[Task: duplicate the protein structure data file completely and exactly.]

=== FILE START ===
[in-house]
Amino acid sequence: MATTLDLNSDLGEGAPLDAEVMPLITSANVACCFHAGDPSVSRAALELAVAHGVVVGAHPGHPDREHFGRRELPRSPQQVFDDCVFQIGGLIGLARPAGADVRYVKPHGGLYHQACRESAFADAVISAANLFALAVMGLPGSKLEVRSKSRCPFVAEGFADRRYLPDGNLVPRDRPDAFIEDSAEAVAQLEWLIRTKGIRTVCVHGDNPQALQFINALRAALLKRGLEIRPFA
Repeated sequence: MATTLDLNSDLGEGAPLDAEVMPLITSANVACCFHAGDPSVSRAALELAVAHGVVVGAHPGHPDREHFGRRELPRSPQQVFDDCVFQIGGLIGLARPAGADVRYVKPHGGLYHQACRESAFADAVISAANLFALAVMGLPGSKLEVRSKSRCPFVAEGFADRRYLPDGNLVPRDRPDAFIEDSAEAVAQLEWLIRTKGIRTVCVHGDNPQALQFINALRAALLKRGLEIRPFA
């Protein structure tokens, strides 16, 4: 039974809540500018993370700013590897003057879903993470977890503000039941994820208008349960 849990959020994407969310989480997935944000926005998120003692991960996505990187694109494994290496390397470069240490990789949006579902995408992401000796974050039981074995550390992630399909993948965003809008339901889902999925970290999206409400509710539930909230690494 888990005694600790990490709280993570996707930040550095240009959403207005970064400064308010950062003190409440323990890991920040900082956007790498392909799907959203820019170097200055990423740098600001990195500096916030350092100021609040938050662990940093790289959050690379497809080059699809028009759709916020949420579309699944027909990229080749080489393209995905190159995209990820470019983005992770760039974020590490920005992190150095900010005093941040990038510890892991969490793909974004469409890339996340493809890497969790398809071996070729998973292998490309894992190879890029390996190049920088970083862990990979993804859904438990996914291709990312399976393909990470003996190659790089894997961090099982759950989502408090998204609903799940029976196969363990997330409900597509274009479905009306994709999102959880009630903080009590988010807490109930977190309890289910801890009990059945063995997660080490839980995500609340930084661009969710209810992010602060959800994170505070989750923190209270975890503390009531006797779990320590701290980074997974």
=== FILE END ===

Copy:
[in-house]
Amino acid sequence: MATTLDLNSDLGEGAPLDAEVMPLITSANVACCFHAGDPSVSRAALELAVAHGVVVGAHPGHPDREHFGRRELPRSPQQVFDDCVFQIGGLIGLARPAGADVRYVKPHGGLYHQACRESAFADAVISAANLFALAVMGLPGSKLEVRSKSRCPFVAEGFADRRYLPDGNLVPRDRPDAFIEDSAEAVAQLEWLIRTKGIRTVCVHGDNPQALQFINALRAALLKRGLEIRPFA
Repeated sequence: MATTLDLNSDLGEGAPLDAEVMPLITSANVACCFHAGDPSVSRAALELAVAHGVVVGAHPGHPDREHFGRRELPRSPQQVFDDCVFQIGGLIGLARPAGADVRYVKPHGGLYHQACRESAFADAVISAANLFALAVMGLPGSKLEVRSKSRCPFVAEGFADRRYLPDGNLVPRDRPDAFIEDSAEAVAQLEWLIRTKGIRTVCVHGDNPQALQFINALRAALLKRGLEIRPFA
């Protein structure tokens, strides 16, 4: 039974809540500018993370700013590897003057879903993470977890503000039941994820208008349960 849990959020994407969310989480997935944000926005998120003692991960996505990187694109494994290496390397470069240490990789949006579902995408992401000796974050039981074995550390992630399909993948965003809008339901889902999925970290999206409400509710539930909230690494 888990005694600790990490709280993570996707930040550095240009959403207005970064400064308010950062003190409440323990890991920040900082956007790498392909799907959203820019170097200055990423740098600001990195500096916030350092100021609040938050662990940093790289959050690379497809080059699809028009759709916020949420579309699944027909990229080749080489393209995905190159995209990820470019983005992770760039974020590490920005992190150095900010005093941040990038510890892991969490793909974004469409890339996340493809890497969790398809071996070729998973292998490309894992190879890029390996190049920088970083862990990979993804859904438990996914291709990312399976393909990470003996190659790089894997961090099982759950989502408090998204609903799940029976196969363990997330409900597509274009479905009306994709999102959880009630903080009590988010807490109930977190309890289910801890009990059945063995997660080490839980995500609340930084661009969710209810992010602060959800994170505070989750923190209270975890503390009531006797779990320590701290980074997974």